The results of this modelling study suggest that at low angles of knee flexion, extension of the tibia is a consequence of the ACL force, as the PT actually impresses a flexion moment on the segment (Fig. 3A). At higher angles of knee flexion, the changing orientation of the PT allows it to directly contribute to tibial extension but a small flexion moment is imposed by the PCL. The combined effect of the cruciate ligament and PT forces produces the strongest extension moment in low angles of knee flexion. The extension moment acting on the tibial segment then diminishes until at a knee flexion angle of 80 degrees it is almost zero.

thumbnail
Figure 3. Effective moment arms (MA) of the forces acting upon the tibial and femoral segments that arise due to quadriceps tension; A) tibial segment; B) femoral segment; and C) combined effect on the knee.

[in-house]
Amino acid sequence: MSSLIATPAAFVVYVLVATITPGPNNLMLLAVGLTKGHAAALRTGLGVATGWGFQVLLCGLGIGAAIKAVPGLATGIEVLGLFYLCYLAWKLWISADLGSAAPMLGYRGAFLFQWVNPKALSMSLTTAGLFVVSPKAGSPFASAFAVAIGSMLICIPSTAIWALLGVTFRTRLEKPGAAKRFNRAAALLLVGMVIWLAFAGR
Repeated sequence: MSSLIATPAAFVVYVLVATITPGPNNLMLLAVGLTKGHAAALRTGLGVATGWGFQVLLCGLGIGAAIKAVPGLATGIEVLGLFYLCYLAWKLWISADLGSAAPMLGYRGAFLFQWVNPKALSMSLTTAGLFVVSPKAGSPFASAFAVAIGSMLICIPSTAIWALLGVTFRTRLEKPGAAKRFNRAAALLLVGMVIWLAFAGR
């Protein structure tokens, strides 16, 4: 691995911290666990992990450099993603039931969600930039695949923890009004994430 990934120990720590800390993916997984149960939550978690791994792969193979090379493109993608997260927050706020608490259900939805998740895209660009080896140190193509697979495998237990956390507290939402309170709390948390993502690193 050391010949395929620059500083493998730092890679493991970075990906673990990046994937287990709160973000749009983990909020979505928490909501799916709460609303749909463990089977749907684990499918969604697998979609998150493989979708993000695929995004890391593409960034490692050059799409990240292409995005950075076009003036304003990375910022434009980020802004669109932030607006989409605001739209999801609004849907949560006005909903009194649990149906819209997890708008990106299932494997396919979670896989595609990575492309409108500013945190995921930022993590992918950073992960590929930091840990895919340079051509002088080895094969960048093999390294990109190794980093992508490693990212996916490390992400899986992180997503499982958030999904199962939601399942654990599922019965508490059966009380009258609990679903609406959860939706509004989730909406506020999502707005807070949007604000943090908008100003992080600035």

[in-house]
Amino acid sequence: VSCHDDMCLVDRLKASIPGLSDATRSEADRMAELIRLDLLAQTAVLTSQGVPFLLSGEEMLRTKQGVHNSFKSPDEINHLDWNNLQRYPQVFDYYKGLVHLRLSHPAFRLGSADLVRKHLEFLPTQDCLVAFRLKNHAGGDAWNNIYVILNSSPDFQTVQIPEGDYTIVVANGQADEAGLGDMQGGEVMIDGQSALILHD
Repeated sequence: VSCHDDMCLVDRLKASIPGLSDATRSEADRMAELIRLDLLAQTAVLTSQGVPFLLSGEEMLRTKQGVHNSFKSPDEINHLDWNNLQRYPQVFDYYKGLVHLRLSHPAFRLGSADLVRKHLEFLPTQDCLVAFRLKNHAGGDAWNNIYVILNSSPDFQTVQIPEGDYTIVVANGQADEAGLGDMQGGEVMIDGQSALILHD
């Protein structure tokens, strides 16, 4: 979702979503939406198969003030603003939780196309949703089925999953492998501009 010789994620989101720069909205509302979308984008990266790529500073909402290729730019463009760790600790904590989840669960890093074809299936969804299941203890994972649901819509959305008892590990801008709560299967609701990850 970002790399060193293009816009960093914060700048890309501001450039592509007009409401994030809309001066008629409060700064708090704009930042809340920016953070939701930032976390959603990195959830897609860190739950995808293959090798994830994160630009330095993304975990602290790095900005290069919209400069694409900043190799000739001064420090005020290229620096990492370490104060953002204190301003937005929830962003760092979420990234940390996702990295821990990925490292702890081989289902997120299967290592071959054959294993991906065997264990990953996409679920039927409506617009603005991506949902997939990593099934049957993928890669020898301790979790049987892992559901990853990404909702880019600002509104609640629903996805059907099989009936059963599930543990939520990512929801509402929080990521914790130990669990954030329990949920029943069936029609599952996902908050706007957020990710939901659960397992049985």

https://doi.org/10.1371/journal.pone.0115670.g003

The rotation effects of the individual forces acting upon the femoral segment are of a greater magnitude than those acting on the tibia (Fig. 3B). However, in combination they produce an extension moment that is only about double that acting on the tibial segment (at least in full extension). It is clear that the influence of the PFJ is of critical importance in producing the extension effect, although the QT does become more important after it wraps around the femoral condyles. In contrast to the tibial segment, the extension moment acting on the femoral segment increases during knee flexion.